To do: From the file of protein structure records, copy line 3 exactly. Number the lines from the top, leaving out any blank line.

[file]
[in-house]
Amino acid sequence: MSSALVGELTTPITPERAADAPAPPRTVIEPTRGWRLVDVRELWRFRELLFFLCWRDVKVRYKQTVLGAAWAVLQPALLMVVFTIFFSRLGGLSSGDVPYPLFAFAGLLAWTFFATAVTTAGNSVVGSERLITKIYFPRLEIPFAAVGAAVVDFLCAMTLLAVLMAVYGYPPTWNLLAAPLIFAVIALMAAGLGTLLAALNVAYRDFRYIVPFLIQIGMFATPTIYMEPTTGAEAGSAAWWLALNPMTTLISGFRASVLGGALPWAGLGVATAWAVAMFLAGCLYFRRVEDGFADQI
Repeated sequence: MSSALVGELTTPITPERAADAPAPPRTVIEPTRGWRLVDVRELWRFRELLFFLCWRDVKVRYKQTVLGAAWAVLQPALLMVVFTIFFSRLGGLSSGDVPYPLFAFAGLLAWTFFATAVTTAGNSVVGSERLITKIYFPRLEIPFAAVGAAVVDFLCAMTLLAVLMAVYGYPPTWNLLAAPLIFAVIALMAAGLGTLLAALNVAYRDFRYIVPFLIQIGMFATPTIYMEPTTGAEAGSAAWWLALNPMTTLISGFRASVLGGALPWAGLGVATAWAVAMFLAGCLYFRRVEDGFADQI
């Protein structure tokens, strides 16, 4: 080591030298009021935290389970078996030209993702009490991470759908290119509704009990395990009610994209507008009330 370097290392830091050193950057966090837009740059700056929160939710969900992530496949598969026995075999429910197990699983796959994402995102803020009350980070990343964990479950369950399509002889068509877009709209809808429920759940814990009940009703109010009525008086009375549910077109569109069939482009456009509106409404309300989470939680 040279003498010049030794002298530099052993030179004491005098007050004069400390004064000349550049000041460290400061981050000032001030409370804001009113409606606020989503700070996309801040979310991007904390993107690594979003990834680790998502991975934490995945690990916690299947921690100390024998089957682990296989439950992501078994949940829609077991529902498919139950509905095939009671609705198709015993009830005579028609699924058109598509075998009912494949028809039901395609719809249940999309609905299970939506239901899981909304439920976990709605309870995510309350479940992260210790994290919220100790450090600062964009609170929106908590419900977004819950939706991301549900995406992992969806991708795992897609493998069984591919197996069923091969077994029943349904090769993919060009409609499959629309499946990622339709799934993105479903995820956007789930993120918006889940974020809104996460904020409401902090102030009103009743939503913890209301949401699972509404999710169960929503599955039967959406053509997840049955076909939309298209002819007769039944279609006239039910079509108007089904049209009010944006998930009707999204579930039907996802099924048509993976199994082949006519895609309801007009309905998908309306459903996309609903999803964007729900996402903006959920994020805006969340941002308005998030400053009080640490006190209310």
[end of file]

Repeated sequence: MSSALVGELTTPITPERAADAPAPPRTVIEPTRGWRLVDVRELWRFRELLFFLCWRDVKVRYKQTVLGAAWAVLQPALLMVVFTIFFSRLGGLSSGDVPYPLFAFAGLLAWTFFATAVTTAGNSVVGSERLITKIYFPRLEIPFAAVGAAVVDFLCAMTLLAVLMAVYGYPPTWNLLAAPLIFAVIALMAAGLGTLLAALNVAYRDFRYIVPFLIQIGMFATPTIYMEPTTGAEAGSAAWWLALNPMTTLISGFRASVLGGALPWAGLGVATAWAVAMFLAGCLYFRRVEDGFADQI